ElleMD

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ElleMD last won the day on October 30

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About ElleMD

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  1. I'll take a stab at this. You have one lawyer, we'll call X. Partway through whatever legal issue you had, X ceased to be your lawyer and you then hired lawyer Y. Now your case has settled and your agreement with the lawyers was that they would get paid when you do. You have now been paid via settlement and X wants paid for the work they did on the case. Is that true?
  2. This is not message board territory. This is call several competent attorneys and see what they have to say territory.
  3. We would have no way of predicting what might happen at some unknown future date, at any particular airport. I suggest before booking your travel, you visit the embassy or consulate to make certain that all your documentation is in order.
  4. Sounds like you are being fired for not responding to emails and performing. Blaming non-performance on a year of email issues is kind of a non-starter. If true, it might be unfair, but it isn't illegal. It still means clients are not getting your messages and not receiving the attention they need. I'm not a tech guru but I can't imagine that laptop is the sole issue. If it is, use a different computer. As for your absences, how long were you out in total in the past year? Did you ever apply for FMLA? Is your son incapable of self-care? Autism alone doesn't tell us much. There are those who are autistic and you'd never know it, and those who require 24/7 care.
  5. They don't have to write you up for being difficult to get along with. The revolving door of partners pretty much makes that case. Telling you that you need a new personality is counterproductive. If you were 50 when hired, and are now 51/52, the odds are any other employee they get to take your assignments is going to be younger. The labor force has a lot more employees under 52 than over. If your immediate response to an allegation of placing your hands around the waist of someone is to claim a foggy memory and minimize what was alleged by claiming your actions might have been misinterpreted, red flags go up. A normal not guilty person would assert there is no way that could have happened as it is not something you have ever done. File for unemployment and start seeking another job.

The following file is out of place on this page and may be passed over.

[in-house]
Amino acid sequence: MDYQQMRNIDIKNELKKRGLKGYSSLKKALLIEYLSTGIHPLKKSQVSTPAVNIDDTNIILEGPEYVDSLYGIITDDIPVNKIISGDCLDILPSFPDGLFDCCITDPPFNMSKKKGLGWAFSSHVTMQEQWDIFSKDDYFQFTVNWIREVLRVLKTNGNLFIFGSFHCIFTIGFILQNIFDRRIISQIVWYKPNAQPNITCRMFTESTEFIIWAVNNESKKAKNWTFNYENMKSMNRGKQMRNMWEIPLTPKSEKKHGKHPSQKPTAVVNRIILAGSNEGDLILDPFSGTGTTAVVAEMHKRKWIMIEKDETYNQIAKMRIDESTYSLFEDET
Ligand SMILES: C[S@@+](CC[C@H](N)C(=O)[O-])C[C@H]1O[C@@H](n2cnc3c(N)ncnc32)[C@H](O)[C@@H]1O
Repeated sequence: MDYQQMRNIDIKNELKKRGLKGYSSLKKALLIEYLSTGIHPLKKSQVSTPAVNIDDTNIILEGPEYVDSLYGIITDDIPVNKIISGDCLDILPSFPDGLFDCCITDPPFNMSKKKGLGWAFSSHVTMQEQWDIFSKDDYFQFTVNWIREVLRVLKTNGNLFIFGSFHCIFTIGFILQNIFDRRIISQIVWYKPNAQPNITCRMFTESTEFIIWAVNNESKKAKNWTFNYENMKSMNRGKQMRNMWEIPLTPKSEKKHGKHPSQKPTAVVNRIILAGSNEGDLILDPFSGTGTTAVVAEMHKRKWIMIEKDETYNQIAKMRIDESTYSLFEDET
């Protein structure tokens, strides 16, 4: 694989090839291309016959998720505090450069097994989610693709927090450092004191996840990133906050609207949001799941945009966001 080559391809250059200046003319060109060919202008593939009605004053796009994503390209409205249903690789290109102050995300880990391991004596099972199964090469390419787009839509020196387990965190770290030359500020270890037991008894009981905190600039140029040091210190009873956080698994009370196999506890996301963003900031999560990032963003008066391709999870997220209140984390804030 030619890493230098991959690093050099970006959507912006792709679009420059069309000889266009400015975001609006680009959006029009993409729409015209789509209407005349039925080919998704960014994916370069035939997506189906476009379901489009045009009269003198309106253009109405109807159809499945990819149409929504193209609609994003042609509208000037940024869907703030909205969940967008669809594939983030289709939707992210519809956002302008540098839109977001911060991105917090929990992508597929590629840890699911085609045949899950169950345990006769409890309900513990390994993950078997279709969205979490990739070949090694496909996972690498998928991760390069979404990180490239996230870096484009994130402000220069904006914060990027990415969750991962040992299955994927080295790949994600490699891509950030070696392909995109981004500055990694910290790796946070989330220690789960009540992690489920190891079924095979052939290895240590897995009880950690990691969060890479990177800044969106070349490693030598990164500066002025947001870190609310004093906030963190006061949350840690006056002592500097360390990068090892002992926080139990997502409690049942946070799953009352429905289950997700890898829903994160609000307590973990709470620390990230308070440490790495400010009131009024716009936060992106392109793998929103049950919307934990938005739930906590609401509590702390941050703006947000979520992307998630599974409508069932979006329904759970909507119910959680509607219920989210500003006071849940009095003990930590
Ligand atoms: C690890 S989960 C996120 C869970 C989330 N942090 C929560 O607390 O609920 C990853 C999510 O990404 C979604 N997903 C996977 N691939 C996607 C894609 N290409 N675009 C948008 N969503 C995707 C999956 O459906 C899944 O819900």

6. If you are talking litigation, no one should do anything without the advice and knowledge of the attorney handling the case. Period. There can be very good reasons for holding back information and the "lone wolf" who is not acting under the direction of the attorney, simply does not have all the facts they need to take action.
  7. Your step daughter is free to use transit services, have a friend drop off and pick her up, park a 20 minute walk away, or ride a bike/skateboard/roller skates. It might not seem fair that managers get free parking and employees do not, but if that is one benefit of being in management, so be it. Managers frequently get benefits not available to all.
  8. Ditto. Especially if it is for something that should be obvious to any business owner and has been ignored for months.